Various areas of the country have been
chosen for the study where three or four
communities are in the same geographical
area with similar climates. One group has
a high exposure to air pollution, one to
two has a medium exposure and one area
has a low amount of pollution.
Shy. who has been with the CHESS
Program for four vears, said people in the
more polluted areas are affected more by
' , r
Wednesday. November 10, 1971
turnout wis light for the elections for
Honor Court and freshman class officer
dormitories, especially Granville and
Upper Quad. A 3 p.m. check of polls at
the Student Union and Y Court showed
65 people had voted at the Union during
the day, although it had picked up in the
previous hour. At V Court 142 people
had voted, but activity was slacking off as
people started leaving campus.
According to poll tenders at V Court,
the cold weather had not affected voting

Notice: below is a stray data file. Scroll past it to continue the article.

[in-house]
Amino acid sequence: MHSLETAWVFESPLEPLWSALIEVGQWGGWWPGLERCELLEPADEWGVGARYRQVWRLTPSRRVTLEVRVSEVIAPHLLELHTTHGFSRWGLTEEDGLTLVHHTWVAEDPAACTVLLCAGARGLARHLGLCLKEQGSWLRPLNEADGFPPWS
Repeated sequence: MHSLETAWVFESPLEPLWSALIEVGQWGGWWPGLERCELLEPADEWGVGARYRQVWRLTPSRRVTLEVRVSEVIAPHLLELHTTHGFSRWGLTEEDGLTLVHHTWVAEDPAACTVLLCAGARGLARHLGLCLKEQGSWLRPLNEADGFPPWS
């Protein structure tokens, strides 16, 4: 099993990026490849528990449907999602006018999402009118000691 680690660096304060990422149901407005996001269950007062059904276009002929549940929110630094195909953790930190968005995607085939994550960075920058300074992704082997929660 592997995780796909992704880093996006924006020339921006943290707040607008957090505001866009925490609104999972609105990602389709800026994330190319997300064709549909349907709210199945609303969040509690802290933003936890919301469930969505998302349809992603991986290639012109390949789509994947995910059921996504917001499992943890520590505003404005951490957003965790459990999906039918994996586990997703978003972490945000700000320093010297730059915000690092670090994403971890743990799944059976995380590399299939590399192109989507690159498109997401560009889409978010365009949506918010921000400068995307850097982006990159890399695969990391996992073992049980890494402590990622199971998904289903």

turnout, although Eiggert had said the
cold may have deterred people from
standing in line to vote.
Voting during the day was heaviest
between classes and at mealtimes.
Eggert said the elections had gone
smoothly so far. "I'm pleased with the
results," he said. "Our organization has
thrown this together in two weeks, and it
usually takes a month for preparation."
Eggert also said it had been an unusual
election for ballots. Only one or two
ballots required corrections after coming
back from the printer and were fixed
Monday night, he said.
He anticipated no contesting of
election results because of the
extraordinarily low ballot mistakes.
One problem occurred when the area
coordinator for Ehringhaus, Morrison and
Parker checked into the Infirmary
Tuesday morning, but other people
assumed the responsibilities of checking
those polls. There were also problems in
getting poll tenders for some of the
Eggert said he hoped to have elections
results by midnight Tuesday, although it
could have been as late as 3 a.m.
Wednesday before all votes were counted.
"It depends on how many people we
have to count," he said. "We had
write-ins for freshman secretary and
social chairman, two women's districts
and one women's honor court seat, and
they could take a long time."